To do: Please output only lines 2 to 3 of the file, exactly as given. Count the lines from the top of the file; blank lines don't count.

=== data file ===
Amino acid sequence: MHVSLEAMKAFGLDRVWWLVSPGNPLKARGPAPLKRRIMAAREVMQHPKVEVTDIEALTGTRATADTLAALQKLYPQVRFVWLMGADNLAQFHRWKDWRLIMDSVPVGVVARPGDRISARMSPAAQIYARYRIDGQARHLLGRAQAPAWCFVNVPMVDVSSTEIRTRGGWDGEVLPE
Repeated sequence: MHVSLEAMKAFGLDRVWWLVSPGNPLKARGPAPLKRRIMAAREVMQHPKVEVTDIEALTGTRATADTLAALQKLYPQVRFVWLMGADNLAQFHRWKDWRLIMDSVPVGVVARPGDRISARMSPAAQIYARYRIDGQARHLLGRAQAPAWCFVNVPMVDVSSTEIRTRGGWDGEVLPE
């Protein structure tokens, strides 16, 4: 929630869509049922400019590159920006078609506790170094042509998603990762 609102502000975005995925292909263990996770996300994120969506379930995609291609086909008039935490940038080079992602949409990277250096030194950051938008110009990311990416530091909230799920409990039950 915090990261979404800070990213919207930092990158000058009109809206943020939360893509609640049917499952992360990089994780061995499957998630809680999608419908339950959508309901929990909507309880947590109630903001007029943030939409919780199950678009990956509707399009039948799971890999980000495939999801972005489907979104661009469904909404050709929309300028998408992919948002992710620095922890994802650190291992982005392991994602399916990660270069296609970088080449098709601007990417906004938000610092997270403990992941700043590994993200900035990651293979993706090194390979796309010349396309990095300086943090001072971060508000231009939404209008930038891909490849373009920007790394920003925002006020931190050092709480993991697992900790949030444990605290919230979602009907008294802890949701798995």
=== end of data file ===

Repeated sequence: MHVSLEAMKAFGLDRVWWLVSPGNPLKARGPAPLKRRIMAAREVMQHPKVEVTDIEALTGTRATADTLAALQKLYPQVRFVWLMGADNLAQFHRWKDWRLIMDSVPVGVVARPGDRISARMSPAAQIYARYRIDGQARHLLGRAQAPAWCFVNVPMVDVSSTEIRTRGGWDGEVLPE
């Protein structure tokens, strides 16, 4: 929630869509049922400019590159920006078609506790170094042509998603990762 609102502000975005995925292909263990996770996300994120969506379930995609291609086909008039935490940038080079992602949409990277250096030194950051938008110009990311990416530091909230799920409990039950 915090990261979404800070990213919207930092990158000058009109809206943020939360893509609640049917499952992360990089994780061995499957998630809680999608419908339950959508309901929990909507309880947590109630903001007029943030939409919780199950678009990956509707399009039948799971890999980000495939999801972005489907979104661009469904909404050709929309300028998408992919948002992710620095922890994802650190291992982005392991994602399916990660270069296609970088080449098709601007990417906004938000610092997270403990992941700043590994993200900035990651293979993706090194390979796309010349396309990095300086943090001072971060508000231009939404209008930038891909490849373009920007790394920003925002006020931190050092709480993991697992900790949030444990605290919230979602009907008294802890949701798995």